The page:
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After 19 months, hopes rise for Marquez judicial confirmation

WASHINGTON – Freshman Sen. Jeff Flake, R-Ariz., said he met with Rosemary Marquez and will review her writing, giving hope to her supporters that the long-delayed judicial nominee will finally get a hearing after 19 months.

“I’m not sitting on her, I’m waiting to receive the material,” Flake said this week. “After I see the material I’ll decide whether it’s something I agree with or not.”

While Flake made no promises, supporters said they were cautiously optimistic. They said there is no judicial reason Marquez should not be approved to the U.S. District Court judgeship that President Barack Obama first nominated her to in June 2011.

They said action is particularly important for a court that faces a crushing caseload, with more vacancies recently announced.

“There’s never been a suggestion that has any support that she’s not qualified for the position,” said Walter Nash, a Tucson attorney who has known Marquez for decades. “Hopefully with Sen. Flake there, she will be able to get a full and fair evaluation of her qualifications.”

That has not happened – Marquez has yet to have a hearing before the Senate Judiciary Committee, which must approve her appointment.

Sen. John McCain, R-Ariz., last March explained the lack of a hearing by saying that he and then-Sen. Jon Kyl, R-Ariz., did not feel Marquez was qualified. Kyl did not run for re-election and was succeeded this year by Flake.

Obama renominated Marquez on Jan. 3, along with 32 other judicial nominees who were not acted on in the last Congress.

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“I urge the Senate to consider and confirm these nominees without delay, so all Americans can have equal and timely access to justice,” Obama said in a statement with the renominations.

Marquez has waited at least three months longer for a hearing than any of those who were nominated in the last Congress and not acted on. She was nominated to the Arizona district court at the same time as Jennifer Guerin Zipps, who was confirmed in October 2011.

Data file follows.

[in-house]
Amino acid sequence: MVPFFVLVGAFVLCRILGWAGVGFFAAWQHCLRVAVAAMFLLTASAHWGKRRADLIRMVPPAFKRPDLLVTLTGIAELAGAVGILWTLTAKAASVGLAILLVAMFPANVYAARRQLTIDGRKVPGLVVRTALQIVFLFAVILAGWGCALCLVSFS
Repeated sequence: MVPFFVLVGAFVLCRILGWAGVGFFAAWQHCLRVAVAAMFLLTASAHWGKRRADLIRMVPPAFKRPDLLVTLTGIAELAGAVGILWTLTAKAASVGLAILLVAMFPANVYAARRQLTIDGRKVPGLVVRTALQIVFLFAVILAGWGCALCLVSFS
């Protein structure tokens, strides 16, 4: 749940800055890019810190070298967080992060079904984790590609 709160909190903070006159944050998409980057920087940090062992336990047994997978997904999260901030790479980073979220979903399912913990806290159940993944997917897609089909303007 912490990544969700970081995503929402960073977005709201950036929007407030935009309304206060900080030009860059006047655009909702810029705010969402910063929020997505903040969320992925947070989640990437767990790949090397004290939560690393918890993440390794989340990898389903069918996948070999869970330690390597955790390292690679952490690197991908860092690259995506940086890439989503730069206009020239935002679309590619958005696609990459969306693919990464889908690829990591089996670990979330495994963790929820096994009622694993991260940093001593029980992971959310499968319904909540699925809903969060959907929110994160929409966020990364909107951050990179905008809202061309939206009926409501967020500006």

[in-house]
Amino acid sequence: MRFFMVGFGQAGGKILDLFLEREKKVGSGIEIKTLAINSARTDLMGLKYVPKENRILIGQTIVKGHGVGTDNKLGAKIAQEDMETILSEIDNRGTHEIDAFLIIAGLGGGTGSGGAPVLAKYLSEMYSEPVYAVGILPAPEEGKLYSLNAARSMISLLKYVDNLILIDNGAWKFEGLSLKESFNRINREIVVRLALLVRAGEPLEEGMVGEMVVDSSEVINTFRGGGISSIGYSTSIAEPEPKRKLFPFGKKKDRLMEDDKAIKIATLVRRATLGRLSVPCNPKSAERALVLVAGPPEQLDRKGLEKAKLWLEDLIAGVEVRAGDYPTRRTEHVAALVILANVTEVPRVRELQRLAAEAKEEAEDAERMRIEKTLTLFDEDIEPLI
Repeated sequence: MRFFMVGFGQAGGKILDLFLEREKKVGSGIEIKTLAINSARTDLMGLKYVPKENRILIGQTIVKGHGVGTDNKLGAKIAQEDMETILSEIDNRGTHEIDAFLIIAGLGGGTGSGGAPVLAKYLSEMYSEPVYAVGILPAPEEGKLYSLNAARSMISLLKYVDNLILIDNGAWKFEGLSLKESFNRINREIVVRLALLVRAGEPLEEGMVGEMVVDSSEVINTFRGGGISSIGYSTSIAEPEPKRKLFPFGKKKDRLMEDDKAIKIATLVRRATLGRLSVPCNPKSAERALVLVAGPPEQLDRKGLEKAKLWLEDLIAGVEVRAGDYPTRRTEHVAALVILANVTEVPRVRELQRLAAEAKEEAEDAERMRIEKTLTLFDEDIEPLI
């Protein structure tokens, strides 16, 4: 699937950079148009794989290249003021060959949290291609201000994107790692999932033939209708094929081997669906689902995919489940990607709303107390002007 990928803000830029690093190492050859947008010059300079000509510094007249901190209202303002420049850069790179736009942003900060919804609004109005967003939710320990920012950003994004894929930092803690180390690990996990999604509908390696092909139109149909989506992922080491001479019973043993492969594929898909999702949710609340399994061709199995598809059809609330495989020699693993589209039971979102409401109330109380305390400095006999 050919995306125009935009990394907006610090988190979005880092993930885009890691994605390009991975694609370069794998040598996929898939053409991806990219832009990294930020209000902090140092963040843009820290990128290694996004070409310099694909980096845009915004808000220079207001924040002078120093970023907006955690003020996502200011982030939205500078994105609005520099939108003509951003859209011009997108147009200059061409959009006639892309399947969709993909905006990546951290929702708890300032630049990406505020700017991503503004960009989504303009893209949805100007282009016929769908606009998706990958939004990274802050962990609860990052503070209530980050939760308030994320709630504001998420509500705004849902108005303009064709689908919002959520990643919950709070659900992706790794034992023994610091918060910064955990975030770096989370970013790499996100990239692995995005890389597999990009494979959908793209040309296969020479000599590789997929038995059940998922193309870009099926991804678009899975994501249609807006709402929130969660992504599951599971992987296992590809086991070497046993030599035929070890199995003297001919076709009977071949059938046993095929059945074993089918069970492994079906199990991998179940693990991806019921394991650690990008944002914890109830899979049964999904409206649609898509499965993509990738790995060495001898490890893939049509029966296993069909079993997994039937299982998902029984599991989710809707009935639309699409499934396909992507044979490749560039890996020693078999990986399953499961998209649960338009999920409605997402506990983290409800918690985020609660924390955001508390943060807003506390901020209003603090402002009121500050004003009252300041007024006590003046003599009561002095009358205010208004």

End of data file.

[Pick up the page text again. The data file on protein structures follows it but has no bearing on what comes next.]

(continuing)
Rep. Raul Grijalva, D-Tucson, said he never heard a good reason from Kyl as to why Marquez did not get a confirmation hearing.

“She has been vetted, endorsed by the American Bar Association, passed all the requirements and we never got a clear answer what the opposition was to her,” he said.

Grijalva pointed out that with the retirement of U.S. District Judge Frank Zapata, now a senior member of the court, there are no Hispanic judges on the court. Marquez would put a Hispanic back on the bench.

“I’m not even making that connection,” Grijalva said. “But if this persists, I think that connection is going to get made.”

Besides a lack of Hispanic judges, the district lacks judges of any race: Of the 13 positions on the court, five are vacant.

That is despite one of the heaviest caseloads in the country. According to Federal Court Management Statistics, Arizona had the second-most felony case filings per judge in 2011-2012, with 502 filings each. And that was down 169 cases per judicial slot from the year before.

“The numbers clearly support the desperate need for more judges,” Nash said. “Adding to the number of judges we have is important to the quality of justice for everyone in the system.”

Three vacancies have come in the past two months, meaning the strain on the system could get worse, said Court Clerk Brian Karth.

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The court handles the load by bringing back senior judges or bringing in visiting judges from around the country. Last year, Karth said, the court had more than 50 visiting judges.

And Karth said a study published last year showed Arizona could justify up to 10 more judges, if Congress funded the slots.

“That just gives you an idea of the workload our judges are holding,” Karth said. “Any vacancies are even adding greater stress to the existing judges.”

Marquez was admitted to the Arizona bar in 1993 and worked in the Federal Public Defender’s office before going into private practice in 2000, according to a questionnaire she submitted to the committee.

Grijalva thinks Flake, a former colleague in the House, will give Marquez the opportunity to a hearing.

“We might disagree politically, but he’s a fair and open man and I’m optimistic he’ll give her a fair opportunity to go to the confirmation hearing,” Grijalva said.


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Connor Radnovich/Cronkite News Service

The U.S. District Court in Arizona has had a significantly higher caseload than the national average, according to court statistics. The number of felony cases filed per judge in Arizona is shown in red, and the national average is in blue.

A heavy load

Criminal felony filings per judgeship in Arizona

  • 2006-2007: 333
  • 2007-2008: 273
  • 2008-2009: 394
  • 2009-2010: 475
  • 2010-2011: 671
  • 2011-2012: 502

Source: Federal Court Management Statistics